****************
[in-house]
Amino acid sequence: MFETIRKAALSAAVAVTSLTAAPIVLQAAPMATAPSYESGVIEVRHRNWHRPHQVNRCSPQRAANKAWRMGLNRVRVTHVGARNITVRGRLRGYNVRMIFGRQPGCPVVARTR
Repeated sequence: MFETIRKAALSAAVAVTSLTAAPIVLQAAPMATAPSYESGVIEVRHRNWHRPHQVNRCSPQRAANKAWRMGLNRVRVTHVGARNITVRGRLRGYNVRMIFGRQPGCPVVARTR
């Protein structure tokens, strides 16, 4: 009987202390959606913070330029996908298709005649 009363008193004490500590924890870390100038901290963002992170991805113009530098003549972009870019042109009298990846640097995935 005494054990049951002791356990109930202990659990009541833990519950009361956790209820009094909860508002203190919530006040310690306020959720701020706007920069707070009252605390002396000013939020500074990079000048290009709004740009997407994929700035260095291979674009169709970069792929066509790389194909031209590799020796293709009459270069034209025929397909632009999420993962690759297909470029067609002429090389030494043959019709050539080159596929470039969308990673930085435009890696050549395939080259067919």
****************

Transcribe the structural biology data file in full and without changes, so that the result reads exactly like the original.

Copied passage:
[in-house]
Amino acid sequence: MFETIRKAALSAAVAVTSLTAAPIVLQAAPMATAPSYESGVIEVRHRNWHRPHQVNRCSPQRAANKAWRMGLNRVRVTHVGARNITVRGRLRGYNVRMIFGRQPGCPVVARTR
Repeated sequence: MFETIRKAALSAAVAVTSLTAAPIVLQAAPMATAPSYESGVIEVRHRNWHRPHQVNRCSPQRAANKAWRMGLNRVRVTHVGARNITVRGRLRGYNVRMIFGRQPGCPVVARTR
């Protein structure tokens, strides 16, 4: 009987202390959606913070330029996908298709005649 009363008193004490500590924890870390100038901290963002992170991805113009530098003549972009870019042109009298990846640097995935 005494054990049951002791356990109930202990659990009541833990519950009361956790209820009094909860508002203190919530006040310690306020959720701020706007920069707070009252605390002396000013939020500074990079000048290009709004740009997407994929700035260095291979674009169709970069792929066509790389194909031209590799020796293709009459270069034209025929397909632009999420993962690759297909470029067609002429090389030494043959019709050539080159596929470039969308990673930085435009890696050549395939080259067919």